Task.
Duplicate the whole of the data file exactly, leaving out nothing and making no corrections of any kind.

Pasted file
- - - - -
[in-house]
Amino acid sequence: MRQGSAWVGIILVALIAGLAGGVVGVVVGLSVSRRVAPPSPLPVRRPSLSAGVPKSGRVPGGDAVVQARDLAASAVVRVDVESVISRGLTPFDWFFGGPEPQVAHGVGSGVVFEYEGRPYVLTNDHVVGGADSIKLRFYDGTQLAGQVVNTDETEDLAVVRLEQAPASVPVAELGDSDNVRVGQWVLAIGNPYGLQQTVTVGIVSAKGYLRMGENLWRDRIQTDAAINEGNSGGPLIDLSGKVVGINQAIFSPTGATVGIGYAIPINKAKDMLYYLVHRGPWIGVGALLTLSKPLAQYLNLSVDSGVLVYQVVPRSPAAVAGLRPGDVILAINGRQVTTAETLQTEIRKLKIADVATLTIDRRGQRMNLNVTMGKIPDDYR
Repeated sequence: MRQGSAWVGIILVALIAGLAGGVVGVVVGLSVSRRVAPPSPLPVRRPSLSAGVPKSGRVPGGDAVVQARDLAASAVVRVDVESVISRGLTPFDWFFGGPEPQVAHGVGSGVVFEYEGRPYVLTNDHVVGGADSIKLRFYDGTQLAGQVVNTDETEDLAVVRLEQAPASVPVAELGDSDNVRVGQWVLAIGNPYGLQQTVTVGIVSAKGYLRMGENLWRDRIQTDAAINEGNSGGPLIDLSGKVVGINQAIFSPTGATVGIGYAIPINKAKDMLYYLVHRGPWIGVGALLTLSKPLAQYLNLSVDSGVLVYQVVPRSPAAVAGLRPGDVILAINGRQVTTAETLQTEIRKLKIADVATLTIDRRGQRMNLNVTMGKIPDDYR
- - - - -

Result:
[in-house]
Amino acid sequence: MRQGSAWVGIILVALIAGLAGGVVGVVVGLSVSRRVAPPSPLPVRRPSLSAGVPKSGRVPGGDAVVQARDLAASAVVRVDVESVISRGLTPFDWFFGGPEPQVAHGVGSGVVFEYEGRPYVLTNDHVVGGADSIKLRFYDGTQLAGQVVNTDETEDLAVVRLEQAPASVPVAELGDSDNVRVGQWVLAIGNPYGLQQTVTVGIVSAKGYLRMGENLWRDRIQTDAAINEGNSGGPLIDLSGKVVGINQAIFSPTGATVGIGYAIPINKAKDMLYYLVHRGPWIGVGALLTLSKPLAQYLNLSVDSGVLVYQVVPRSPAAVAGLRPGDVILAINGRQVTTAETLQTEIRKLKIADVATLTIDRRGQRMNLNVTMGKIPDDYR
Repeated sequence: MRQGSAWVGIILVALIAGLAGGVVGVVVGLSVSRRVAPPSPLPVRRPSLSAGVPKSGRVPGGDAVVQARDLAASAVVRVDVESVISRGLTPFDWFFGGPEPQVAHGVGSGVVFEYEGRPYVLTNDHVVGGADSIKLRFYDGTQLAGQVVNTDETEDLAVVRLEQAPASVPVAELGDSDNVRVGQWVLAIGNPYGLQQTVTVGIVSAKGYLRMGENLWRDRIQTDAAINEGNSGGPLIDLSGKVVGINQAIFSPTGATVGIGYAIPINKAKDMLYYLVHRGPWIGVGALLTLSKPLAQYLNLSVDSGVLVYQVVPRSPAAVAGLRPGDVILAINGRQVTTAETLQTEIRKLKIADVATLTIDRRGQRMNLNVTMGKIPDDYR